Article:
Actors must always transform into their on-screen characters when starting a new movie, but not all transformations are as extreme as others. One of the most recent large-scale overhauls was Gary Oldman’s take on Winston Churchill in “Darkest Hour.”

From hair and skin prosthetics to makeup to a fat suit, Oldman and the film’s team really went all out. With a major physical change like this, it’s no wonder the movie’s up for multiple Oscars, including best picture, actor in a leading role for Oldman and costume design for Jacqueline Durran.

In anticipation of the Academy Awards on Sunday, International Business Times spoke with Durran to find out more about the movie’s costumes and the work that went into getting Oldman’s Churchill clothes exactly right.

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Gary Oldman as Winston Churchill in “Darkest Hour.” Focus Features

“We wanted to replicate what the characters had looked like in real life,” she told IBT. “We looked at photographs of each person, which were easily available. So, we did that for each character. And then we tried to make the costumes as similar to those in the pictures as possible.”

They started off in Los Angeles, working to get props and clothes just like Churchill had. It took a while for the costume team to get pieces in their final form because everything had to fit right with Oldman’s fat suit.

When the team hit the ground running in London, that’s when the costumes really came together and were made official, once they “knew the final shape that [Oldman] was going to be.”

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Jacqueline Durran worked as the costume designer on “Darkest Hour.” Focus Features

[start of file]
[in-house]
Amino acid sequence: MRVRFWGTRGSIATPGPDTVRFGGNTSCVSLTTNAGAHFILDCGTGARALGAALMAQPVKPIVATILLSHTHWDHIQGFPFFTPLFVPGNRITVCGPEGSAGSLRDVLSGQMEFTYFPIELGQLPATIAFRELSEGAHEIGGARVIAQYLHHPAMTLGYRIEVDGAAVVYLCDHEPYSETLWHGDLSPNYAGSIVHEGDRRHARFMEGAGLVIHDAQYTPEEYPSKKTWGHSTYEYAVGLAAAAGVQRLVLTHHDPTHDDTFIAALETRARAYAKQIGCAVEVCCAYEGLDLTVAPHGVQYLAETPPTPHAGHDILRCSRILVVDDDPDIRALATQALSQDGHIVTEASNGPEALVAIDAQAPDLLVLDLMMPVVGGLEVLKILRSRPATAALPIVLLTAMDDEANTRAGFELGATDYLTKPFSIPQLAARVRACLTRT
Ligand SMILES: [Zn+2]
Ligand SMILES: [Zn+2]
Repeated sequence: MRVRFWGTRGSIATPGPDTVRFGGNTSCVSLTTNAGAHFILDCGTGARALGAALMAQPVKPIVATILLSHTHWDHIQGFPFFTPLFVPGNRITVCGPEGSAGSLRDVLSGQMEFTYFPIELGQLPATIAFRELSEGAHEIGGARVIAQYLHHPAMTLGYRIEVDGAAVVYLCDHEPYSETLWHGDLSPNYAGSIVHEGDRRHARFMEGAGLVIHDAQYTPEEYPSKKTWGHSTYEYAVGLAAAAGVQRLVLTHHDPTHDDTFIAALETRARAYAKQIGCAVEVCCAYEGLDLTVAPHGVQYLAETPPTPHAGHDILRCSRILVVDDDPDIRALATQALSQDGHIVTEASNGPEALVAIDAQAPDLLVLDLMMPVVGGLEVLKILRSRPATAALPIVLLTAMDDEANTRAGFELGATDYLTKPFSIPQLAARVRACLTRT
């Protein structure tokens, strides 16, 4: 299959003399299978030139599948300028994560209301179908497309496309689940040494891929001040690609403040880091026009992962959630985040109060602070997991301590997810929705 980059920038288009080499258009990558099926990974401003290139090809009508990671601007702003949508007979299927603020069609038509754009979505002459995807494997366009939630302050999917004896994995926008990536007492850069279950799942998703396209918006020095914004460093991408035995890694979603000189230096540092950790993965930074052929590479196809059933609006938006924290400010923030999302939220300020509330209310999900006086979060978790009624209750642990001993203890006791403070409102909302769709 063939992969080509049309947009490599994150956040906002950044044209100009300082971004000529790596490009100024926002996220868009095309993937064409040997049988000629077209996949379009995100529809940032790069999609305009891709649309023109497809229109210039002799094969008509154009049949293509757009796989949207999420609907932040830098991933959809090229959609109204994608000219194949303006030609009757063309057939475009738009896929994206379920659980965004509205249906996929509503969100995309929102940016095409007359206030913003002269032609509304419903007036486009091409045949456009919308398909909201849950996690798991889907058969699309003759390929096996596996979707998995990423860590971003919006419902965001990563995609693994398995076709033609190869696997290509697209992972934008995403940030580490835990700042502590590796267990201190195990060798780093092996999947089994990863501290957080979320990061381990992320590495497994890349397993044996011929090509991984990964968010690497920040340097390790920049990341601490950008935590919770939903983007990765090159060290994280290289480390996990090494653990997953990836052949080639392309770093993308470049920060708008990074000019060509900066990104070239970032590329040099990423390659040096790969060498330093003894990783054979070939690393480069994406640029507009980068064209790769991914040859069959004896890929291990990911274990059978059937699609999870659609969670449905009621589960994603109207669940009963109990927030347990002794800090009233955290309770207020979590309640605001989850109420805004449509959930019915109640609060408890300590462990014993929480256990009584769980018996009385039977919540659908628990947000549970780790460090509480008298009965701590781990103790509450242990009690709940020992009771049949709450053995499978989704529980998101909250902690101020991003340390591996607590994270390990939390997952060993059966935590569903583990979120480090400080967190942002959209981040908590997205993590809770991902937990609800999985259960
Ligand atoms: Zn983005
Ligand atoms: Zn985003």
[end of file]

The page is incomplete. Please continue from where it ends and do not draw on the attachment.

Though she was part of the entire process, Durran said it was still “such a transformation” and an “amazing thing to watch.” With so many moving parts, though, Oldman wasn’t a silent partner. Durran included him in the undertaking to make sure he was on board with everything.

“He was in total agreement,” she said. “We were all in total agreement of what we were trying to do, which was replicate as closely as possible Churchill’s wardrobe.”

To copy Churchill’s clothes as closely as possible, the design team worked with people who helped create Churchill’s clothes in the 1940s, including having the tailors at Henry Poole & Co. make Oldman’s suits.

This method also included visiting “the hat-makers who made his hat” in order to be as precise with the costumes as they could be. Everything was custom-made, not store bought, but Durran and her team were able to get everything they wanted and stay on budget because people wanted to help.

“All of the makers who were involved in making his costumes were so pleased to help,” she said of how they got deals on most of their costumes.

For example, she explained how the London-based hat-maker “made the hats for Gary, I think he had five different hats and then we gave the hats back” to him after the movie and now they keep them as sort of a display.

“Everyone was very happy to help because everybody loved Gary Oldman, everybody loved Winston Churchill and they knew that we would be respectful,” Durran said.

When everything was said and done, Durran thought everything “worked pretty well.”

“Darkest Hour” is available now on digital and Blu-ray.